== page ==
Division by race continues to be an issue in the evolution of the dharma in the West, leading a noted scholar and dharma teacher to take on the subject for a course this recent autumn.
The course, at Maitripa College in Portland, was called: “Making the Invisible, Visible: The Other Side of ‘Perfect’: A Multi-media and Interactive Exploration of Race and Racism in the U.S.”
It was led by Dr. Jan Willis, a noted Buddhist studies scholar, professor emerita of religion at Wesleyan University, and visiting professor at Agnes Scott College in Decatur, Georgia. Willis has been a student of Tibetan Buddhism for over 40 years, and is a longtime friend to Maitripa.
The intention of the course was, in the safety and sanctity of a Buddhist environment, to explore the deep and troubling issues of race and racism in our country and in our lives. The course explored such questions as: “How does Buddhism help us to recognize our biases?” and “How does it provide meaningful solutions?”
Course objectives included giving students foundational knowledge in basic, relevant Buddhist terms and concepts such as dependent origination, the three wisdoms, bodhicitta, and equanimity. Also included was information on race theory and views, from major thinkers in the field.
The class included an introspective aspect, in which meditation and contemplative practices were introduced as tools for students’ own lives. These techniques for self-understanding helped them develop insight into their own and others’ identities and perceptions.
The class also dedicated time to discussion about issues of social inequality, and its representation in popular media.
Course materials were drawn from a variety of sources, including contemporary film and documentary, rap and folk music, multimedia coverage of current events, comedy, historical research, and selected readings from memoirs and critical race theory.
Under the skillful guidance of Professor Willis, the class of 17 students met three times a week for most of October, alternating lectures, discussion of the course materials, and conversation, with exercises and guided meditations for recognizing and working with bias. During the course the students deeply heard the stories and experiences of others.
A constant refrain in class was the mantra “get proximate,” which was an encouragement to remain present, and to open one’s mind and awareness to the situation and experience of race and bias in our lives and world.
The class was a glorious, poignant, and heart-wrenching journey into the relevant issue of the role of race, privilege, and bias in our culture, our communities, and our lives, today and in our recent past.
On the microscopic level it was an opportunity to look directly at our own particular roles in perpetuating the suffering of racism individually, and as communities and cultures. On the macroscopic level it was an opportunity to see samsara in action and as it truly exists: a constructed reality based on and perpetuated by ignorance, and consistently nurtured by hatred, attachment, and fear.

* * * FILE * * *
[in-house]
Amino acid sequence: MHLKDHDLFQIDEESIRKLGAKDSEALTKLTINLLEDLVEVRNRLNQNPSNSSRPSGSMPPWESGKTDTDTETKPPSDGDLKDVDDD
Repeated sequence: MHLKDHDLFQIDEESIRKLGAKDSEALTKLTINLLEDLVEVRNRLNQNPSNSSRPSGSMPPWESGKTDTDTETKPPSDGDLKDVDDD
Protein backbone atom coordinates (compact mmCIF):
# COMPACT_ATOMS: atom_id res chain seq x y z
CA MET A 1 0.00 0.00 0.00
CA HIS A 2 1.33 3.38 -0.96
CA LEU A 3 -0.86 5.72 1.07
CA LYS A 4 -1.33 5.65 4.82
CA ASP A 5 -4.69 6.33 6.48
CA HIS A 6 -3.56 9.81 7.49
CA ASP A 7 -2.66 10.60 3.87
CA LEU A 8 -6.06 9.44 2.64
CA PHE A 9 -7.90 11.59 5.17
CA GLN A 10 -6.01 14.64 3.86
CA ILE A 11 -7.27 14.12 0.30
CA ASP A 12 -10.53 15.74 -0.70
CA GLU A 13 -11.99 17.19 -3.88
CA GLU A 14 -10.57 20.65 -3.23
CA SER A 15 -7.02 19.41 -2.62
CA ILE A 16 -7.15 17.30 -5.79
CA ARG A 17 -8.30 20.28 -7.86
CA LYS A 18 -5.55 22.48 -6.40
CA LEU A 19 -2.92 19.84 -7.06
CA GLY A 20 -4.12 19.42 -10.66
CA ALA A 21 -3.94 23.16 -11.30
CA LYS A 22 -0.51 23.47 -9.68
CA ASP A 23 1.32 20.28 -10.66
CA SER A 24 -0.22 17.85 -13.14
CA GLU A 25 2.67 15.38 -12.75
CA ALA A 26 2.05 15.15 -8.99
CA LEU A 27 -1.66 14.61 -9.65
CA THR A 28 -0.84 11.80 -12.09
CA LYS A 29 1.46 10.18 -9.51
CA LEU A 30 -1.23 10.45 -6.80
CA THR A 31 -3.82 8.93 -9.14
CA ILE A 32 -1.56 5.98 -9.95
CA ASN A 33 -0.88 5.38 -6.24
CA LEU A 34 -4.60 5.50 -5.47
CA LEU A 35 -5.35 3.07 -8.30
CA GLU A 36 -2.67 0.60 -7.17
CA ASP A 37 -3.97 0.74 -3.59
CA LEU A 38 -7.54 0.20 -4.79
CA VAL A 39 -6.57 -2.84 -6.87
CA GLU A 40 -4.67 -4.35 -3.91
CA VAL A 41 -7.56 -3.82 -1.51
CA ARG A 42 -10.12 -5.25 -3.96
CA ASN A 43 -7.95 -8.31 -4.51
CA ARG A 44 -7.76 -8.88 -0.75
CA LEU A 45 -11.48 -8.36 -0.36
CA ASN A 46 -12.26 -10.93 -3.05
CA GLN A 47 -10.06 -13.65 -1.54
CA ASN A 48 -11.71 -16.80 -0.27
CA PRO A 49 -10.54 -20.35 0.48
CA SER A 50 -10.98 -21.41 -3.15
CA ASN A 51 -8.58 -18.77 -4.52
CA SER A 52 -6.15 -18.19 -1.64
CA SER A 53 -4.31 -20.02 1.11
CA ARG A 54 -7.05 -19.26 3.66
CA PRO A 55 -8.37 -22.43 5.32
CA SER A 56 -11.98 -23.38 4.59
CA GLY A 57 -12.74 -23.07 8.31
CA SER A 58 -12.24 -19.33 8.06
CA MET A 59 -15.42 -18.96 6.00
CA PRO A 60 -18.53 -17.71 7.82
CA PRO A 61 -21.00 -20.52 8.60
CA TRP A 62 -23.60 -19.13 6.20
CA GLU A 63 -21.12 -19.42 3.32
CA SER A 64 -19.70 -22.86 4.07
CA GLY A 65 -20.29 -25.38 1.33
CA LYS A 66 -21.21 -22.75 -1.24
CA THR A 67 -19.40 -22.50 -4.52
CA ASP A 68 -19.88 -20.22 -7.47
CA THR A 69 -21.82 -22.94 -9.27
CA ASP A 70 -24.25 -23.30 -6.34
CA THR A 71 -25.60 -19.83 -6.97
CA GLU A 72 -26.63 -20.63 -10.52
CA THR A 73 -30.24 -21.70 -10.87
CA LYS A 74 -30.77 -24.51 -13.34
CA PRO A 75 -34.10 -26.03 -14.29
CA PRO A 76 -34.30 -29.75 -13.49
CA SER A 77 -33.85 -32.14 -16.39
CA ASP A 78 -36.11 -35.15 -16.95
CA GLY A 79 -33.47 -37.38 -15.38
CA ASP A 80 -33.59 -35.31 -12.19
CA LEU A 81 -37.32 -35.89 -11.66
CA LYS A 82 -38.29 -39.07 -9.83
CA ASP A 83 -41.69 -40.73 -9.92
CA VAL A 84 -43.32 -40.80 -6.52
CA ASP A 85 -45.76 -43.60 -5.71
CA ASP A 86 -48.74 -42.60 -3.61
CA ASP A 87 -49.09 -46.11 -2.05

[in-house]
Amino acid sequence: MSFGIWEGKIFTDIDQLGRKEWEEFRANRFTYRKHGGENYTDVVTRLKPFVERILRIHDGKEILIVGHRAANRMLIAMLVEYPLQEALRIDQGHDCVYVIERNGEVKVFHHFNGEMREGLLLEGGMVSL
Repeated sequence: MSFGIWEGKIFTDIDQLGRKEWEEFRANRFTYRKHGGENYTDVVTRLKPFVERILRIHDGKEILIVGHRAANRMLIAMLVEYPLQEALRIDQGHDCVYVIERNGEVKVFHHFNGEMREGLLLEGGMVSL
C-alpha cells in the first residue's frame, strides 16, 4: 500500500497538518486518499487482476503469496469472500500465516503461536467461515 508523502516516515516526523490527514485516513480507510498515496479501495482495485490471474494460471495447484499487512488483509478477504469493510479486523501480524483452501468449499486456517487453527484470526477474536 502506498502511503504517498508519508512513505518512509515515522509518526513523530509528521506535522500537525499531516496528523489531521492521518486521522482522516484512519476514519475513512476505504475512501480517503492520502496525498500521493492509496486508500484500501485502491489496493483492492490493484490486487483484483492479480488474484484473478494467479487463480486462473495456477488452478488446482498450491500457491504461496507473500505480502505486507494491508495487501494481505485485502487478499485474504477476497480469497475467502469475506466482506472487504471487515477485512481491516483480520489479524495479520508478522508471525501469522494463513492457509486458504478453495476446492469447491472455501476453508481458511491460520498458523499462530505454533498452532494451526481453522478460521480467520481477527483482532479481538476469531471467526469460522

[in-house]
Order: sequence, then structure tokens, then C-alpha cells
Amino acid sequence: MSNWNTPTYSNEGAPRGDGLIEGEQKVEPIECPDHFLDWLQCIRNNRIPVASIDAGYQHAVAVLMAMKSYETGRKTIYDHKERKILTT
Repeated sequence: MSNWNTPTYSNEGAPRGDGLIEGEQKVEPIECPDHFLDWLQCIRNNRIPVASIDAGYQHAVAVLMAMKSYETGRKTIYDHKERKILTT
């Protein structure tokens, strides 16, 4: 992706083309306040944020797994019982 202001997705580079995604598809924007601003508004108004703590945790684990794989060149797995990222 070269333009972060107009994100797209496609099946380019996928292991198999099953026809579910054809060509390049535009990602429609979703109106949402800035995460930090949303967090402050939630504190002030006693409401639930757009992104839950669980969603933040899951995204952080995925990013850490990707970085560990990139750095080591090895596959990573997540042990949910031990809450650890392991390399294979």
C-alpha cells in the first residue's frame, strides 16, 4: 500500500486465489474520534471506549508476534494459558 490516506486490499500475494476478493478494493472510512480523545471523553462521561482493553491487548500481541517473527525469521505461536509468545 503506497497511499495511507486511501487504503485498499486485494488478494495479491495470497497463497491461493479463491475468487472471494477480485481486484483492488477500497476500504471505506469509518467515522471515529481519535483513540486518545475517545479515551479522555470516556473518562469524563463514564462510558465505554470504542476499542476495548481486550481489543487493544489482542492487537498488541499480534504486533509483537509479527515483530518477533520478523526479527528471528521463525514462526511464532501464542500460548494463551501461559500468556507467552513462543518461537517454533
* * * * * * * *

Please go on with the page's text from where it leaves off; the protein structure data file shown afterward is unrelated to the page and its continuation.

The course was rooted in the context of the historical Buddha.
In his time the historical Buddha was famous for accepting into his community of spiritual practitioners students born into unfortunate circumstances and into low castes, as well as women. He was also famous for his teachings on loving-kindness, compassion, and the essential perfection of every living being’s mind.
It is difficult to see how biased communities could grow out of a tradition that posits equanimity as the basis upon which many other spiritual qualities are cultivated; undiscriminating, egoless compassion as the perfect method by which to practice; and Buddha-nature in every being as the core of potential for perfect Buddhahood.
However it is a fact that the vast majority of Western (non-Asian) Buddhist communities in the United States are predominantly white and middle-class. It is also a fact that, for the most part, they are filled with well-educated, well-intentioned people who have no conscious wish to reproduce the broad injustices of American society (especially in terms of race and class) in their spiritual families.
And yet despite ourselves we see similar social stratifications occurring. What to do? How to deal?
The course experience was moving and transformative, and Dr. Willis displayed admirable courage and fortitude in guiding a group of eager and engaged students along a path of often-challenging self-inquiry and self-discovery, with a desire to act in service of positive change. The course ended with a gentle reminder of our own Buddha nature, and our inherent goodness.
Here are some suggestions for immediate actions that Professor Willis left the class with:
- Listen to progressive radio (PBS, NPR, BBC)
- Visit African-American sections in bookstores
- Go to ethnically-inspired museums
- Volunteer at homeless shelters, food pantries, kitchens
- Create or contribute to an online public resource center webpage
- Become an ally by understanding the other
- Learn about and follow #BlackLivesMatter and #SayHerName
Maitripa College remains committed to its mission of offering contemplative learning founded upon three pillars of scholarship, meditation, and service. The school serves our students, and the region, through diverse and relevant educational, religious and community programs such as these.
Maitripa College plans to continue this series in the coming years with courses that focus on other aspects of bias in society such as class and gender. These arise from ignorance and illustrate how we create and perpetuate samsara in our world, and why we must free ourselves from ignorance. Please watch our website at www.maitripa.org for details about these upcoming programs.